Buying Tip- Finding an Historic Home Inspector

historichomeinspector1One of the most important parts of any real estate purchase is the home inspection. A home inspector will give the house a thorough going-over and report on any problems he or she finds.  A home inspection may identify the need for major repairs, as well as the need for maintenance to keep a house in good shape. After the inspection, the buyers will know more about the house, which will allow them to make decisions with confidence.

historichomeinspector2Inspecting a historic house, though, does require a special set of skills and knowledge. It takes experience and specialized expertise for an inspector to understand and assess historic houses without judging them by the same standards that might be applied to newer houses.  Historic home specialists are also more likely to be attuned and sensitive to the architectural character of the house when offering any advice for upgrades or changes.

So, how do you find a home inspector who specializes in historic homes ? Often the best resource is a local real estate agent, who will have worked with many home inspectors and will know the strengths that different inspectors bring to the job. There are also two good online resources to tap into to find a good historic home specialist.

historicinspectorlogoHistoric Building Inspectors Association: This association is only a few years old but continues to grow as the only organization specifically for inspectors specializing in historic homes. There are currently about 30 members spread out across 16 states. All members have completed at least 200 inspections, are licensed by their state, and hold degrees or certificates in historic preservation standards. Many of the members are active supporters of local preservation efforts and volunteer their time and expertise to local non-profit projects. The inspectors are indexed by state- check back often if your state isn’t included as new members are regularly being added.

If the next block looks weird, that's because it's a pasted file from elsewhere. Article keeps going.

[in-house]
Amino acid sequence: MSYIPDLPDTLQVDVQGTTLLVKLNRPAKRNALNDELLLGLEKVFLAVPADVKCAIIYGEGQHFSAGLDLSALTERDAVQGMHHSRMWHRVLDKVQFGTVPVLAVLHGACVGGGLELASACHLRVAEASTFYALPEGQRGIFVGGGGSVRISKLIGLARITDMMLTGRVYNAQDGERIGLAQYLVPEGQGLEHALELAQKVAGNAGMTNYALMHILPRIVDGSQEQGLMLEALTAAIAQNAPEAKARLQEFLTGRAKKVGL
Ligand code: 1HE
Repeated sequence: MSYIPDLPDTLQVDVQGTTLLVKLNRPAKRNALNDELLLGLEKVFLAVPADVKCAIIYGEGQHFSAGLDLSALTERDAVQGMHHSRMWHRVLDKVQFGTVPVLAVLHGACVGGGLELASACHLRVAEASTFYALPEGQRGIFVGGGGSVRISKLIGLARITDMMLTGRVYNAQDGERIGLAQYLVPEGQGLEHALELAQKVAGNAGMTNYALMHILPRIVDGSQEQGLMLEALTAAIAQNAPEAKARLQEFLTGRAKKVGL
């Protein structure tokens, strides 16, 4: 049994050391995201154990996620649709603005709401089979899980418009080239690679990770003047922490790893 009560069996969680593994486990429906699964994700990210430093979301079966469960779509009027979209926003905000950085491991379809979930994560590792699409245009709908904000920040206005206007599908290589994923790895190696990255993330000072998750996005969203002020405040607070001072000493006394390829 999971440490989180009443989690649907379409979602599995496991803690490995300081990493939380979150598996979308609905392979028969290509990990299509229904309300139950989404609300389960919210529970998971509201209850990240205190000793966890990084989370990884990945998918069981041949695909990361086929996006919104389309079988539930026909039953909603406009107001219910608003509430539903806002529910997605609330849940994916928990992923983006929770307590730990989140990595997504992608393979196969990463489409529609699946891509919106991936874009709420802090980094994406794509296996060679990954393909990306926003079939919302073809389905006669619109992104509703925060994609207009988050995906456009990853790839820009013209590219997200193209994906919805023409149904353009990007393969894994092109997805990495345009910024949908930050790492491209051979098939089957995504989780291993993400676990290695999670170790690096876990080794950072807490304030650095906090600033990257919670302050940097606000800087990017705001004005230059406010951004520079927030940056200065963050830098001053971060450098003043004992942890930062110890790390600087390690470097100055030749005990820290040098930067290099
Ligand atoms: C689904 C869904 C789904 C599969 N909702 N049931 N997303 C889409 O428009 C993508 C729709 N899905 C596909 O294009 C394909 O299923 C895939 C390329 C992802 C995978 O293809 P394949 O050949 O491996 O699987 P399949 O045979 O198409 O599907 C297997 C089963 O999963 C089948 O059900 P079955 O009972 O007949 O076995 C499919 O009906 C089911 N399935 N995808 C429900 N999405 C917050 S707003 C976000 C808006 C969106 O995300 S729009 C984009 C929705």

ashi-logoAmerican Society of Home Inspectors: Founded in 1976, ASHI is the oldest and most respected organization for home inspectors.  There are almost 4000 members in ASHI, and many of the inspectors offer historic homes as one of their specialties. Go to the ASHI member search page. In the bottom right hand block (“By Additional Services Offered”), fill out the zip code for the house you’re interested in, and scroll through the list of specialties and highlight “historic homes,” then click on “Search.” For many zip codes, you’ll end up with a couple dozen members, but it’s a good starting point- you’ll at least know that each one of the inspectors on the list claims historic homes as a specialty.


  1. by Laura Mahon, on 01.10.09 @ 10:07 PM


    Hi Michael – welcome to the Blog World! I see you have your house for sale (no, I’m not stalking you). It’s just that I drive by it every week. I love the Willington Green area – hope you find a buyer. Are you moving on to another great old property? I am in a contemporary now – I miss an old house. Good luck to you in the New Year!
    Laura Mahon

  2. by Kevin - Moncton REALTOR®, on 07.24.10 @ 5:16 AM


    In buying a new house, home inspection is very important. As much as possible it should be free of defects however, most homes have something that isn’t quite right. Therefore, it is recommended that you get a home inspector for you to easily know what needs to be improved. If you have your REALTOR® already, they could recommend you a house inspector. Thank You very much for this post!

  3. by john roads, on 01.22.11 @ 2:45 PM


    Karen gives expert advice on maison à vendre ville st laurent especially in a tough real estate market.

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